It is important to note that despite being international students, Irish citizens enjoy the same student finance rights as UK students. 

This is because the Common Travel Area agreement between the UK and Ireland allows Irish students to access maintenance loans and other financial support.

Understanding Maintenance Loans

Understanding Loan Repayments

After graduation, understanding loan repayments is essential for managing finances effectively.  Rather than being determined by how much you owe, student loan repayments are based on your income. 

Once you’re earning above a certain income threshold, repayment for maintenance loans and tuition fees will begin. In Northern Ireland, the threshold is £19,390 for plan 1 and £27,295 for plan 2.

Your employer will take repayments directly from your salary, similar to tax and National Insurance. If you’re self-employed, you’ll make repayments as part of your self-assessment tax return.

If moving abroad for more than three months, it is necessary to inform the Student Loans Company. This is because you may be required to make overseas payments. As the rules for this can be complex, it’s essential to get advice if this applies to you.

It is also key to note that interest is charged annually on student loans, whilst studying and until repaid. Although partial early repayment is allowed, this is limited annually. After 30 years, any outstanding loan balance is written off.

Support for Part-Time Students

Part-time students, like their full-time counterparts, also have access to financial support in the form of maintenance loans. The loan amount is typically determined by the intensity of the course, the course fees, and the student’s household income. 

If you have a disability, Part-Time students could also be eligible for the Disabled Students Allowance. This allowance can help to cover additional costs related to their studies, such as purchasing specialist equipment or hiring a non-medical helper.

For part-time students who are parents, the Childcare Grant and Parents Learning Allowance can be valuable forms of financial support. These grants offer support in covering potential childcare and course-related expenses. 

NHS Learning Support Fund and Bursaries

For healthcare students in England, the NHS Learning Support Fund is a financial support scheme. 

This fund can provide additional support on top of the standard student finance package, particularly for students on nursing, midwifery, and several allied health professional pre-registration courses.

The fund includes a Training Grant, which is a £5,000 annual payment for eligible students. This grant is in addition to the standard maintenance loan, and does not require repayment. 

The NHS also provides several bursaries, such as the Nursing Bursary and the Social Work Bursary. These bursaries can provide financial support to students on particular courses, helping them to manage their living costs and course fees.

Lastly, for students who may be eligible for income-related benefits, the Special Support Grant is available. Although this grant is equivalent to the Maintenance Gran, it does not reduce the amount of Maintenance Loan which you can receive.

Application Process and Timeline

A Case Study On Navigating Maintenance Loan as a Part-Time Student

To bring the concept of a maintenance loan to life, let’s consider a real-world example. This case study will focus on a part-time student, namely Sam, a single parent from Northern Ireland, who is also a UK student.

Sam, an Irish citizen living in Northern Ireland, decided to pursue a degree part-time while raising her child. To help cover her living costs, Sam was eligible for a maintenance loan from Student Finance Northern Ireland as a part-time student.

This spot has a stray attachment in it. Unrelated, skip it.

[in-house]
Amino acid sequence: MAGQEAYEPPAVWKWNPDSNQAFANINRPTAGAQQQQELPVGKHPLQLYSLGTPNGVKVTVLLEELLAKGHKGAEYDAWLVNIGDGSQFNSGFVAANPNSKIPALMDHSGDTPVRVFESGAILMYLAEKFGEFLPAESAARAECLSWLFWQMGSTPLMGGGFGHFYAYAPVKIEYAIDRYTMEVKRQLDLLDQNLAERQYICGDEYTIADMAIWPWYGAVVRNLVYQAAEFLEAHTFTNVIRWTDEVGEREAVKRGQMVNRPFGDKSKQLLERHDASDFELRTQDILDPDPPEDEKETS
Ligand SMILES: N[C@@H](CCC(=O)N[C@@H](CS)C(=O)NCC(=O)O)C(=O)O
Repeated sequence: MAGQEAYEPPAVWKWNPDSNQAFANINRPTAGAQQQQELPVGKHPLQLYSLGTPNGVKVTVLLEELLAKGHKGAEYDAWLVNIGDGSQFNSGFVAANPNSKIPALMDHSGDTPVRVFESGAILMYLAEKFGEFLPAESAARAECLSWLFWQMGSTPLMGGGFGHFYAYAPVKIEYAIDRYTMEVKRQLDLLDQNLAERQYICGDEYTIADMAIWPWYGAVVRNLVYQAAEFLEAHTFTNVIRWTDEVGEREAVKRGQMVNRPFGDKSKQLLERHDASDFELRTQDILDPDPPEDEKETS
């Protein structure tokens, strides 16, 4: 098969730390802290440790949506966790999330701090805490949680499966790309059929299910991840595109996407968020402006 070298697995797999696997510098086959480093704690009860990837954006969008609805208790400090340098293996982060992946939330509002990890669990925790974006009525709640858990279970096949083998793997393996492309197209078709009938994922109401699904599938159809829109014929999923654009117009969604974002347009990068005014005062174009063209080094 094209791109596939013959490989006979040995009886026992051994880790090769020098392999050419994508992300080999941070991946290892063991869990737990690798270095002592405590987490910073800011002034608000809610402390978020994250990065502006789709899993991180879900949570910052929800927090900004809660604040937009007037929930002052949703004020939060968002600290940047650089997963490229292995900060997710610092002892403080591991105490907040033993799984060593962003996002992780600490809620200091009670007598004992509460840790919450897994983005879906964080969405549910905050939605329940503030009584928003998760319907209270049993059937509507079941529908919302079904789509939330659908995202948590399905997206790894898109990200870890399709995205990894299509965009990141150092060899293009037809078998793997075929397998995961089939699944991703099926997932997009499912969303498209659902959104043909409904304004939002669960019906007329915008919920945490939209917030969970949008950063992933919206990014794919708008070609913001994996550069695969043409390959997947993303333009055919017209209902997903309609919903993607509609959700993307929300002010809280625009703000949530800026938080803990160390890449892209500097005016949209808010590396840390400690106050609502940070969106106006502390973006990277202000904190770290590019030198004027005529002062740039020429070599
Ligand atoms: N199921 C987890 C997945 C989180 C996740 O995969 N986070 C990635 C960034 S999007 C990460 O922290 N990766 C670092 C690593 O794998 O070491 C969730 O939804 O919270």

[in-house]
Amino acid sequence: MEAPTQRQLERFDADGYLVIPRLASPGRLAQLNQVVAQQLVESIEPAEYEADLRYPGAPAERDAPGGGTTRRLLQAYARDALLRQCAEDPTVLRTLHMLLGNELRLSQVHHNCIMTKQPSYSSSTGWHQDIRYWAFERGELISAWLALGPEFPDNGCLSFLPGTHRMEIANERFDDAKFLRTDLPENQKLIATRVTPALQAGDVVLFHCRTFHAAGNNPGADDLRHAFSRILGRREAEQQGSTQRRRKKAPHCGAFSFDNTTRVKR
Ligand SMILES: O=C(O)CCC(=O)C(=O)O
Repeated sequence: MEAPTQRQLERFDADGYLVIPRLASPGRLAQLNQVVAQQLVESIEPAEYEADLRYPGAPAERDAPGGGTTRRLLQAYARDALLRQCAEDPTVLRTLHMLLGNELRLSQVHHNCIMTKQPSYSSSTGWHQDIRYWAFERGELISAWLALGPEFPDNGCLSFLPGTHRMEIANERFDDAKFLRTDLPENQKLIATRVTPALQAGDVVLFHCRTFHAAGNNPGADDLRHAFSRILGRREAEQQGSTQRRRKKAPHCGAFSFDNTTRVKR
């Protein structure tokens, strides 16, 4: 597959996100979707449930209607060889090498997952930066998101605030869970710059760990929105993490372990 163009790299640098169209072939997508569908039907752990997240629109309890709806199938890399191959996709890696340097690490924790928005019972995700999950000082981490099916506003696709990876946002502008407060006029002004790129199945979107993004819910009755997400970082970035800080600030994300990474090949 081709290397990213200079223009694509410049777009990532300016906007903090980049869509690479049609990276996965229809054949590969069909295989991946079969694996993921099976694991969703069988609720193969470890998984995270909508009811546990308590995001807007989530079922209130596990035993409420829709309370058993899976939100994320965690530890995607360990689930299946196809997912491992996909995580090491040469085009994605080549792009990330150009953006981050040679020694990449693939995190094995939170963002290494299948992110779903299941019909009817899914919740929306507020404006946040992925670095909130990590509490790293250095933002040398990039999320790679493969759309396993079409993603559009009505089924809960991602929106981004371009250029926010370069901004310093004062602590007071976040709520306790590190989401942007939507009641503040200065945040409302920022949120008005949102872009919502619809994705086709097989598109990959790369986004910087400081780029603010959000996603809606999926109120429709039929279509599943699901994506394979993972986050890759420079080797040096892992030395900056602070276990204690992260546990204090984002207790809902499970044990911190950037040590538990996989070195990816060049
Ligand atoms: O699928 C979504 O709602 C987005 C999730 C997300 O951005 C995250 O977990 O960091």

The loan amount was determined by her course intensity, the course fees, and her household income.

Despite being a part-time student, Sam was also eligible for the Disabled Students’ Allowance as she had a disability. This allowance helped her cover additional costs related to her studies, including the cost of specialist equipment.

To support her children’s needs during her studies, Sam was also eligible for the Childcare Grant. This grant, alongside the Parents Learning Allowance, provided crucial financial support. Consequently, she was able to balance her studies and parenting responsibilities.

Upon graduating, Sam found employment and started earning above the repayment threshold. This triggered the start of her student loan repayments, which were consequently deducted from her salary by her employer.

Sam’s story exemplifies how the maintenance loan and other financial support can help students, particularly part-time students and single parents, to navigate higher education.  

Grants and allowances provide support with financial challenges, as well as helping to manage personal responsibilities alongside studying.

Key Takeaways and Learnings

Before we wrap up, let’s summarise the article by highlighting the important aspects about maintenance loans. Whether you’re a full-time student or a part-time student, this will help you to remember the key points and understand the actions you should take.

– Maintenance loans are a crucial aspect of the student finance package in the UK, designed to help cover living costs while you study.

– The amount which you can borrow through a maintenance loan is determined by your household income, with lower-income households eligible for more funding.

– Application for a maintenance loan is a straightforward process, typically applying through the Student Finance England website or equivalent bodies in Scotland, Wales, and Northern Ireland.

– After finishing your course and beginning to earn above a certain income threshold, you will be required to repay your maintenance loan. 

– Maintenance loans can significantly impact student finances, influencing living arrangements and quality of life during studies.

– In addition to the maintenance loan, full-time students can access other forms of financial support, such as the Disabled Students’ Allowance and the Parents Learning Allowance.

– Depending on their circumstances, part-time students are also eligible for a maintenance loan and other forms of support, such as the Disabled Students’ Allowance.

– The NHS Learning Support Fund provides additional support for healthcare students, offering bursaries for specific courses.

– It’s crucial to understand your student loan repayments, which are based on your income, rather than how much you borrowed.

– Finally, remember that although a maintenance loan can be a useful financial support during your studies, it does contribute to your student debt. Consequently, it needs to be repaid once you start earning above the repayment threshold.

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Meet the author

Jane Parkinson

Jane Parkinson

Jane is one of our primary content writers and specialises in elder care. She has a degree in English language and literature from Manchester University and has been writing and reviewing products for a number of years.